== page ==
If you visit the Colosseum in Rome, where thousands of Christians were martyred, you will pass at the entrance an enormous image of Moloch, the gruesome Canaanite deity that demanded the sacrifice of infants and small children.
The idol, modeled after a depiction in the classic silent film Cabiria, is part of an exhibit on ancient Carthage, where Moloch was worshiped. Many conservative Catholics and Christians in general are unnerved by the presence of the idol on what they consider sacred ground. The Colosseum, the stadium where Rome staged its gladiator fights and other entertainments (including the torture of Christians) is owned and operated by the Vatican, which must have given permission for the exhibit and the installation.
The controversy over the Moloch image has become tied to another controversy over the use of an Amazonian fertility idol to the goddess Pachamama in a series of ceremonies, including one at the Vatican gardens at which the Pope was present. The events, honoring the Amazonian Synod that was considering ordaining female priests, included indigenous worshippers prostrating themselves before the idol and a liturgical prayer to the goddess. Some conservative Catholics later stole the idols and threw them into the Tiber river. They were recovered and the Pope apologized.
Defenders of the statue say that it’s simply a part of a historical, cultural exhibit about Rome’s ancient rival and that no religious significance was intended. Fine. But why wasn’t the figure relegated to the context of the other exhibits inside, rather than “welcoming” (the word used in the press release) visitors at the entrance of the Colosseum itself? True, statues of other pagan gods, such as Jupiter and Mercury, can be found everywhere in Rome. But Moloch is particularly problematic.
So what’s the issue with Moloch? This is no ordinary animistic image. Even the Greek and Roman pagans were horrified by Moloch and how he was worshiped. The classical writers associated Moloch with Cronus, whom the Romans called Saturn, one of the old gods who devoured his own children until he was overthrown by his child Zeus.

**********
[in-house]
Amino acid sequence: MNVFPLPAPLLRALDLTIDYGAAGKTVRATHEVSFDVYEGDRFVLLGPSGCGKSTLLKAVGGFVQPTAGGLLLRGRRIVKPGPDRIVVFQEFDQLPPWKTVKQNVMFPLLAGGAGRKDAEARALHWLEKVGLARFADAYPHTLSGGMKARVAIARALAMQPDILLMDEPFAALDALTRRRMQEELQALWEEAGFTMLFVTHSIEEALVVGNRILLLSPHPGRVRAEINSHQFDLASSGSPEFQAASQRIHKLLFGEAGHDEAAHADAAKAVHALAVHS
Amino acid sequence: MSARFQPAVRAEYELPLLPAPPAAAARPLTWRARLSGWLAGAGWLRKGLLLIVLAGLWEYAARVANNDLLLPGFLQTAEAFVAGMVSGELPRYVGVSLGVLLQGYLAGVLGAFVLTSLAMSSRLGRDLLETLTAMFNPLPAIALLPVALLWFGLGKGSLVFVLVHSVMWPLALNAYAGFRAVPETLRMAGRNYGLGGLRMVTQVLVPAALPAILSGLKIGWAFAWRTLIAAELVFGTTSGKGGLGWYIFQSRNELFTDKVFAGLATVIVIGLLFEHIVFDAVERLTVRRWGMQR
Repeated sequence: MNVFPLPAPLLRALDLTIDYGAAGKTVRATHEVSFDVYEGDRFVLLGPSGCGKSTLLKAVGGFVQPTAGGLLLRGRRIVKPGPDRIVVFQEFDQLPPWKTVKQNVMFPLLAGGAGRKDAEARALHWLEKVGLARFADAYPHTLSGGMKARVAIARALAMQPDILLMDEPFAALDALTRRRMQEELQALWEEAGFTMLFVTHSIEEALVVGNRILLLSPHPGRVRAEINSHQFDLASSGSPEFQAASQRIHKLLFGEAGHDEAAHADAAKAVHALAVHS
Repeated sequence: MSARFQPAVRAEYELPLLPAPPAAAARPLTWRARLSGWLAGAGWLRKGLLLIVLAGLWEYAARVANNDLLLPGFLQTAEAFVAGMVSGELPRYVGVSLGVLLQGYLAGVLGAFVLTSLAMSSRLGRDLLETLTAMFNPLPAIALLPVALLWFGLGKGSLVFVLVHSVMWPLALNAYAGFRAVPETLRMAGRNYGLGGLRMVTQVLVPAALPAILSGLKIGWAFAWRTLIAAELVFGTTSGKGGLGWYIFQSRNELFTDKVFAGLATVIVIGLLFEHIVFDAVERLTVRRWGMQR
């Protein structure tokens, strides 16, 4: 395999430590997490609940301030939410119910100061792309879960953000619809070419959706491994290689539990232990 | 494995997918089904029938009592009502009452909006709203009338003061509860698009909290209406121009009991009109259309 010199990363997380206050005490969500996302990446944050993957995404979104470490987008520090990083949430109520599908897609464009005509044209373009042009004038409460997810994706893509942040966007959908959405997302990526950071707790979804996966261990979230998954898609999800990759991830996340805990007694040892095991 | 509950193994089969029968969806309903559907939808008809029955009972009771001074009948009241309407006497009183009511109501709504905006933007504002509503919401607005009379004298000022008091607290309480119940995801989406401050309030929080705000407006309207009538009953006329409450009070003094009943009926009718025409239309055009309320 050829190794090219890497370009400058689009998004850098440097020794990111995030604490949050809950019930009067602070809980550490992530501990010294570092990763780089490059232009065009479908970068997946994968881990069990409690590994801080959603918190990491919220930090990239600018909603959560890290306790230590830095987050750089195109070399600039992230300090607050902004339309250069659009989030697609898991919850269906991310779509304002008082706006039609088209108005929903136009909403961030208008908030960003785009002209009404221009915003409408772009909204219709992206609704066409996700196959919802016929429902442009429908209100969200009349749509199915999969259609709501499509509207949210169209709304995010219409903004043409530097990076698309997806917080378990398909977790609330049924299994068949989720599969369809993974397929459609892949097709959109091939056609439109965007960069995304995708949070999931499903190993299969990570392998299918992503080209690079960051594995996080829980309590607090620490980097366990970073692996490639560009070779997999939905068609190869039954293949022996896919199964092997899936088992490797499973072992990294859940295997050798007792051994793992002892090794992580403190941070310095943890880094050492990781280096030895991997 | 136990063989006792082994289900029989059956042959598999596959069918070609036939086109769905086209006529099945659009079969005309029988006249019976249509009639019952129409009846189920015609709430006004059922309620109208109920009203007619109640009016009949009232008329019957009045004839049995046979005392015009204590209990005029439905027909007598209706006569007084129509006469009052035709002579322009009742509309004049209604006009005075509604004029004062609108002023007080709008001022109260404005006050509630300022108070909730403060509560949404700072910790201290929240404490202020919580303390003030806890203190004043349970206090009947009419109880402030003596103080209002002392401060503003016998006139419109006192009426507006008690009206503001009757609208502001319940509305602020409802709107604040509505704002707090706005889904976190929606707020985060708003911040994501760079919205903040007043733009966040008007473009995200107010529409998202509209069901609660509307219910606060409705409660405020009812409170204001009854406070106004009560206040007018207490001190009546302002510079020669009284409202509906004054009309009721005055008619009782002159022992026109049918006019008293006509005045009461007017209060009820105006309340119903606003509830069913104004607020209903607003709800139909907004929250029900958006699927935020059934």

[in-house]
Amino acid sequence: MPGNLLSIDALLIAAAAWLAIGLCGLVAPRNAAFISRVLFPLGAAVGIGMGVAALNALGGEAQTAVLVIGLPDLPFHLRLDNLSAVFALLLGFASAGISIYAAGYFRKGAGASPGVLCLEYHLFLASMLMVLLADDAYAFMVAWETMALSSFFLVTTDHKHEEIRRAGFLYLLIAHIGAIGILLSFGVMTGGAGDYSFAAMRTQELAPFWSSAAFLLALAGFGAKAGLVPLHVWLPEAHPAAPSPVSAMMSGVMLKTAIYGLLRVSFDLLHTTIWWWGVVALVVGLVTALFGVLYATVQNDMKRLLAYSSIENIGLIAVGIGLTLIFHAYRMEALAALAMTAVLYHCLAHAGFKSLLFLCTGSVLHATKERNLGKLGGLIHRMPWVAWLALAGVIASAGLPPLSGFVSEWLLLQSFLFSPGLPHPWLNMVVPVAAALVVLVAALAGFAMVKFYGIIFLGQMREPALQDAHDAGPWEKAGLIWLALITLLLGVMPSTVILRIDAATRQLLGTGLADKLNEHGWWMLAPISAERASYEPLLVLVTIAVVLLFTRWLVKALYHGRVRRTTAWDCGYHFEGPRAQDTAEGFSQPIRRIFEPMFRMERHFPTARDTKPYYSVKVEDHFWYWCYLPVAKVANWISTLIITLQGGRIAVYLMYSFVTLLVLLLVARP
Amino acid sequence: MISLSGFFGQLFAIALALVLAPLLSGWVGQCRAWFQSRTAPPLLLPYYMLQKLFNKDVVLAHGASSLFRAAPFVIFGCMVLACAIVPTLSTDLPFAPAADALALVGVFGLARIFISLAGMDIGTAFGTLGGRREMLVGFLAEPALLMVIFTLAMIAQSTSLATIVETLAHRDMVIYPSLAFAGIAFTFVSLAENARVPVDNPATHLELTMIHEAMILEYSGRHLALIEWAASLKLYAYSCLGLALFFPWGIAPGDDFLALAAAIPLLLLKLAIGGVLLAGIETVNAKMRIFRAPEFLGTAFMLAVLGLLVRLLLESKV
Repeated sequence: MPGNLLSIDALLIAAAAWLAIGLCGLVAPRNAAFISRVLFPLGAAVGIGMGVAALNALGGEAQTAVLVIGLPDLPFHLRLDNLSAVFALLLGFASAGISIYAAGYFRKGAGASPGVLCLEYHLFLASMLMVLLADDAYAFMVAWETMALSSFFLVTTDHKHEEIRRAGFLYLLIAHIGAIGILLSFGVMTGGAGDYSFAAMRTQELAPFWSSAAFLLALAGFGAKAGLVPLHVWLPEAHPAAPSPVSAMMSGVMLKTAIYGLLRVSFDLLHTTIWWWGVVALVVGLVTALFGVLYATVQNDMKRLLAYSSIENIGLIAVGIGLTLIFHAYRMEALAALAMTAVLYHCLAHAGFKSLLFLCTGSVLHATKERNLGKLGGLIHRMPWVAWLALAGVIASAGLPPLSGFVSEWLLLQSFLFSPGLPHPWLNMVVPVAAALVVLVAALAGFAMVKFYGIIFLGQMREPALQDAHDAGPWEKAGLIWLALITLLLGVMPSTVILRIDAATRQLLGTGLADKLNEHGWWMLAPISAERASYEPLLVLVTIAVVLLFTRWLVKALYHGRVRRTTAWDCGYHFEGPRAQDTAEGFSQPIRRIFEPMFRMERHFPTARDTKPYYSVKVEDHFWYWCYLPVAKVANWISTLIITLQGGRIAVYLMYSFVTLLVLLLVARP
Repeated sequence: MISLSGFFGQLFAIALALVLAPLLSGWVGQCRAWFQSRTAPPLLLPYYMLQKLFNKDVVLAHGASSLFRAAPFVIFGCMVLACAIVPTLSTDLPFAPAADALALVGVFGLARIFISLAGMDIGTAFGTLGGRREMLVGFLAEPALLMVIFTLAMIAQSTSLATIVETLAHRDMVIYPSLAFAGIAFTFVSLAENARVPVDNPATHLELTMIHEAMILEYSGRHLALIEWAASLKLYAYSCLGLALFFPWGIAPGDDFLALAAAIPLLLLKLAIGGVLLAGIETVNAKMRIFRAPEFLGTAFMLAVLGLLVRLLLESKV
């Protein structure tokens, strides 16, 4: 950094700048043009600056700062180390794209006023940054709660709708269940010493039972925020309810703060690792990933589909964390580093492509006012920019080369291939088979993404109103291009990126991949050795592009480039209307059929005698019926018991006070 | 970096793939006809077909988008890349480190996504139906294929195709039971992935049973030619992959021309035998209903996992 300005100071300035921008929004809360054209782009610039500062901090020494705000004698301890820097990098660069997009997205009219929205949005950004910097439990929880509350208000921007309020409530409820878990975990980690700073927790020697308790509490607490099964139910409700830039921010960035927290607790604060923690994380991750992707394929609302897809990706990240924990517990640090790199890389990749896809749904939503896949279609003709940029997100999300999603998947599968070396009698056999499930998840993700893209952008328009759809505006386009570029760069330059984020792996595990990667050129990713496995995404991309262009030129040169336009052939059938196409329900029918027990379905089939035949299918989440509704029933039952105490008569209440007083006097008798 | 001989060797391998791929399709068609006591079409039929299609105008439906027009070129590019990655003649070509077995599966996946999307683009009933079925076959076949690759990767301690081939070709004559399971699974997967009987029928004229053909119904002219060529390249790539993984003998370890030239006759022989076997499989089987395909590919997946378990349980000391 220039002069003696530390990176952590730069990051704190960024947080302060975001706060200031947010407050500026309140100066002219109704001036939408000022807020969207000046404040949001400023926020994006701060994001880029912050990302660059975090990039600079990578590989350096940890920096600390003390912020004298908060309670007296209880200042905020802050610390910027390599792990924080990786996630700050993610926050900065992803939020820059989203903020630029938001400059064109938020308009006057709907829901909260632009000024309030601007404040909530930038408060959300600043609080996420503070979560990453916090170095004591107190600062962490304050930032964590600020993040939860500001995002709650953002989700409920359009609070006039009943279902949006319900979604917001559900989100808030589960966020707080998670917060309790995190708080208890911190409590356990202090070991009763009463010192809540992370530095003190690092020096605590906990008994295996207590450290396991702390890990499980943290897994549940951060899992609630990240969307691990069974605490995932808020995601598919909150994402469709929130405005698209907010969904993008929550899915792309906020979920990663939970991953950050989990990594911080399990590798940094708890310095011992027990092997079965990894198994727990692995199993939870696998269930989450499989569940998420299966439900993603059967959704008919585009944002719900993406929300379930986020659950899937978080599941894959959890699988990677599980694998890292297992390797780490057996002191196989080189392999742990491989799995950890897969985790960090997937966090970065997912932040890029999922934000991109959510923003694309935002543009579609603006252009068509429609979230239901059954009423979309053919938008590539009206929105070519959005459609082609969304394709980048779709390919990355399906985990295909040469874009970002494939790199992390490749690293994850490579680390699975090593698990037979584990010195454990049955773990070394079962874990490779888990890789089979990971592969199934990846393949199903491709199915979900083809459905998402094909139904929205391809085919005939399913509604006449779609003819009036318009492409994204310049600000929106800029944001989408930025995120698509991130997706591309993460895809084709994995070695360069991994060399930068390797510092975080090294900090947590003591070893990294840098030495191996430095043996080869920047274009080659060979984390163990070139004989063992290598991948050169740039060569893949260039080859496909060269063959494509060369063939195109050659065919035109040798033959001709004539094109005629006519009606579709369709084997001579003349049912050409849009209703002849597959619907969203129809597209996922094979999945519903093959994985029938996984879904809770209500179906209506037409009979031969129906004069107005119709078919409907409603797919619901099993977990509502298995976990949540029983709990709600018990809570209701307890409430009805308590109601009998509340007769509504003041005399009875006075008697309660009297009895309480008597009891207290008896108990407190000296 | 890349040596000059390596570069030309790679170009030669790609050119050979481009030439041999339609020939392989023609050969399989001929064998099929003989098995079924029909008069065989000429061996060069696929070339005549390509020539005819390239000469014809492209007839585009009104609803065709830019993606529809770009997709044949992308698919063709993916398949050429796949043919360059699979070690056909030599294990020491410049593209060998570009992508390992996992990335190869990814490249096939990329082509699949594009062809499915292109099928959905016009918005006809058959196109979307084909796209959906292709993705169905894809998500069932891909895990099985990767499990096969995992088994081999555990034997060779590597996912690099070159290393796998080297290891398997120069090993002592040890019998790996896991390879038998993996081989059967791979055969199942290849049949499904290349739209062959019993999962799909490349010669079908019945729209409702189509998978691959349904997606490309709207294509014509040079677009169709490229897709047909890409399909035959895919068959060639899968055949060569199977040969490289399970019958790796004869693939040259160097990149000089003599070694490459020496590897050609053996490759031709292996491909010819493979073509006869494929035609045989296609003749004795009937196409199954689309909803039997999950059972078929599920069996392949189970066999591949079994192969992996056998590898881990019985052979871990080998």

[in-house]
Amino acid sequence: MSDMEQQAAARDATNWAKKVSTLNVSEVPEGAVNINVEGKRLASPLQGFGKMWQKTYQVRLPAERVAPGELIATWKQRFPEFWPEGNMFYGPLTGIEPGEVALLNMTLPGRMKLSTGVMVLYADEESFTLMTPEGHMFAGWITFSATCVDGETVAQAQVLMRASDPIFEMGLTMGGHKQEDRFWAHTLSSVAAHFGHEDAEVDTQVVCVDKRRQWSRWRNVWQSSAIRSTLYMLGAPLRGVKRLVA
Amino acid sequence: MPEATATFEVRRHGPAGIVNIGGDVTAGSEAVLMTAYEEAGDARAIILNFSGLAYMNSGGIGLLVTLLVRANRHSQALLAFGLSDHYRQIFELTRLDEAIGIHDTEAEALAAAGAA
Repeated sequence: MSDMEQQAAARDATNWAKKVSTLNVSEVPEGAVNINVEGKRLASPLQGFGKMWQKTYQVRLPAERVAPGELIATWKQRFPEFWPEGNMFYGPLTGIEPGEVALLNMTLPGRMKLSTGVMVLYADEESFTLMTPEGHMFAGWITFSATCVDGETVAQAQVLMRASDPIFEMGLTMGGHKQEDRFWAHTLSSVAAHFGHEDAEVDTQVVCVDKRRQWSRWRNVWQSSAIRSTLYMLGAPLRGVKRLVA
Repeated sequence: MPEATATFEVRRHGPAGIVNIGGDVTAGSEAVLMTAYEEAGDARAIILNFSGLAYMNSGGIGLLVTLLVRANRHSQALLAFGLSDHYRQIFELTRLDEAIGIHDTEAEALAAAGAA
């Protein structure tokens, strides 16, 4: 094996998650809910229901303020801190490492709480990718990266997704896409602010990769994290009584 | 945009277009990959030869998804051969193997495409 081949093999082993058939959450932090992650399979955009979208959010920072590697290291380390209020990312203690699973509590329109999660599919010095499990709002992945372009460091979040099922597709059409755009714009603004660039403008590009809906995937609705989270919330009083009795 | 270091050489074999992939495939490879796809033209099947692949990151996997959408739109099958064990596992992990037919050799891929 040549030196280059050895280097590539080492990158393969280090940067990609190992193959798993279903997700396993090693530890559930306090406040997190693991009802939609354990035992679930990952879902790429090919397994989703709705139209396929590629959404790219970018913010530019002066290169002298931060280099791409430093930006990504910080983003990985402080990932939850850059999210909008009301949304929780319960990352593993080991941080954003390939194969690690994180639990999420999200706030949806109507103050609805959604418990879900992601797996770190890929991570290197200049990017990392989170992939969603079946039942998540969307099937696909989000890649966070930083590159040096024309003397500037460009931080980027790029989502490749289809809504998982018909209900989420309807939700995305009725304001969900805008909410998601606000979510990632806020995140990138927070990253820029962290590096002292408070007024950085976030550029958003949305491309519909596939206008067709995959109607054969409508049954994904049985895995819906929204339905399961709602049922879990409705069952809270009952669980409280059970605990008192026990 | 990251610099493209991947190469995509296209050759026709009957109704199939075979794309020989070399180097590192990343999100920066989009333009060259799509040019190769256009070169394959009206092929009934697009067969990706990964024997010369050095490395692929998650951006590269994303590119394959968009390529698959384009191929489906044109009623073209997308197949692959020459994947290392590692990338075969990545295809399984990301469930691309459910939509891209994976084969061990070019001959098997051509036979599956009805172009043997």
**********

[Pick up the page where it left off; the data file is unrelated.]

[The Greek writer] Plutarch is especially descriptive: “… but with full knowledge and understanding they themselves offered up their own children, and those who had no children would buy little ones from poor people and cut their throats as if they were so many lambs or young birds; meanwhile the mother stood by without a tear or moan; but should she utter a single moan or let fall a single tear, she had to forfeit the money, and her child was sacrificed nevertheless; and the whole area before the statue was filled with a loud noise of flutes and drums that the cries of wailing should not reach the ears of the people.”
Carthage was an outpost of the Canaanite civilization that was in conflict with that of the children of Israel.
[TBC: As Dave Hunt noted in a TBC Q&A, “The late John Paul II worked overtime bringing representatives of all the major religions together at his first “World Day of Peace.” It was October 27, 1986, in Assisi, Italy, when Pope John Paul II called together the world religions and leaders “to pray and work towards world peace.” His successor has kept up the pace. On October 27, 2011, Pope Benedict observed the 25th Anniversary by having a “Day of Reflection and Prayer,” where he assembled the world religions and leaders in the same “holy place” of Assisi known to “Saint Francis and Saint Clare.” Pope Francis has continued the same practice, so why not a statue of Moloch?
In Leviticus:18:21, the Lord declared to Israel, “…thou shalt not let any of thy seed pass through the fire to Molech, neither shalt thou profane the name of thy God: I am the LORD.” Prior to his martyrdom, Stephen rebuked the Jewish leaders by citing Israel’s history. In Acts:7:43, he specifically repeated the Lord’s accounting of Israel’s sins, “Yea, ye took up the tabernacle of Moloch, and the star of your god Remphan, figures which ye made to worship them: and I will carry you away beyond Babylon.” Despite revivals in the reigns of godly kings, worship of Moloch among Israelites wasn’t abolished until the 70 year captivity in Babylon.]